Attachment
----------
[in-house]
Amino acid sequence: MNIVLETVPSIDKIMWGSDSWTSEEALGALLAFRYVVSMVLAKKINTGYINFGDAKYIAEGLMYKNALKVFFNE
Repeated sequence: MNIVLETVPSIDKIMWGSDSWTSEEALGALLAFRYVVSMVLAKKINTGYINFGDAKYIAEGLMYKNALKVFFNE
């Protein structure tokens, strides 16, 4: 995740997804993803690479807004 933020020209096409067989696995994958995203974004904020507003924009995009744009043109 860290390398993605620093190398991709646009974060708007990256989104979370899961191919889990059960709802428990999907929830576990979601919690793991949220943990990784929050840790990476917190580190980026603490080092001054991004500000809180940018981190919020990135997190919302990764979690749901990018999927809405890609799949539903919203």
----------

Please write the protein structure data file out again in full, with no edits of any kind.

[in-house]
Amino acid sequence: MNIVLETVPSIDKIMWGSDSWTSEEALGALLAFRYVVSMVLAKKINTGYINFGDAKYIAEGLMYKNALKVFFNE
Repeated sequence: MNIVLETVPSIDKIMWGSDSWTSEEALGALLAFRYVVSMVLAKKINTGYINFGDAKYIAEGLMYKNALKVFFNE
């Protein structure tokens, strides 16, 4: 995740997804993803690479807004 933020020209096409067989696995994958995203974004904020507003924009995009744009043109 860290390398993605620093190398991709646009974060708007990256989104979370899961191919889990059960709802428990999907929830576990979601919690793991949220943990990784929050840790990476917190580190980026603490080092001054991004500000809180940018981190919020990135997190919302990764979690749901990018999927809405890609799949539903919203």